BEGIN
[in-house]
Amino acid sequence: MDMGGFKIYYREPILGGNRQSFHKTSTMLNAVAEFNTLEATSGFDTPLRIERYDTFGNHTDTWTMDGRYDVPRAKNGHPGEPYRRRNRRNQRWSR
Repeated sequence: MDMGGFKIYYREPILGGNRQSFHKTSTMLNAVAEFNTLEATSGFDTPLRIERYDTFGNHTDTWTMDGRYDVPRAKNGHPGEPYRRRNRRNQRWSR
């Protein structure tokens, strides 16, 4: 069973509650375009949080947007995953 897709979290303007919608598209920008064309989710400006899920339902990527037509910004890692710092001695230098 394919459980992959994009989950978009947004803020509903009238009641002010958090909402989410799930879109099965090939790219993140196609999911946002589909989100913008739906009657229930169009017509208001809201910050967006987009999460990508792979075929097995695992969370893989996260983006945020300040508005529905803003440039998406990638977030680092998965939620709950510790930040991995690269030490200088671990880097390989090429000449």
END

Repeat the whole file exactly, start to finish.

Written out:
[in-house]
Amino acid sequence: MDMGGFKIYYREPILGGNRQSFHKTSTMLNAVAEFNTLEATSGFDTPLRIERYDTFGNHTDTWTMDGRYDVPRAKNGHPGEPYRRRNRRNQRWSR
Repeated sequence: MDMGGFKIYYREPILGGNRQSFHKTSTMLNAVAEFNTLEATSGFDTPLRIERYDTFGNHTDTWTMDGRYDVPRAKNGHPGEPYRRRNRRNQRWSR
């Protein structure tokens, strides 16, 4: 069973509650375009949080947007995953 897709979290303007919608598209920008064309989710400006899920339902990527037509910004890692710092001695230098 394919459980992959994009989950978009947004803020509903009238009641002010958090909402989410799930879109099965090939790219993140196609999911946002589909989100913008739906009657229930169009017509208001809201910050967006987009999460990508792979075929097995695992969370893989996260983006945020300040508005529905803003440039998406990638977030680092998965939620709950510790930040991995690269030490200088671990880097390989090429000449």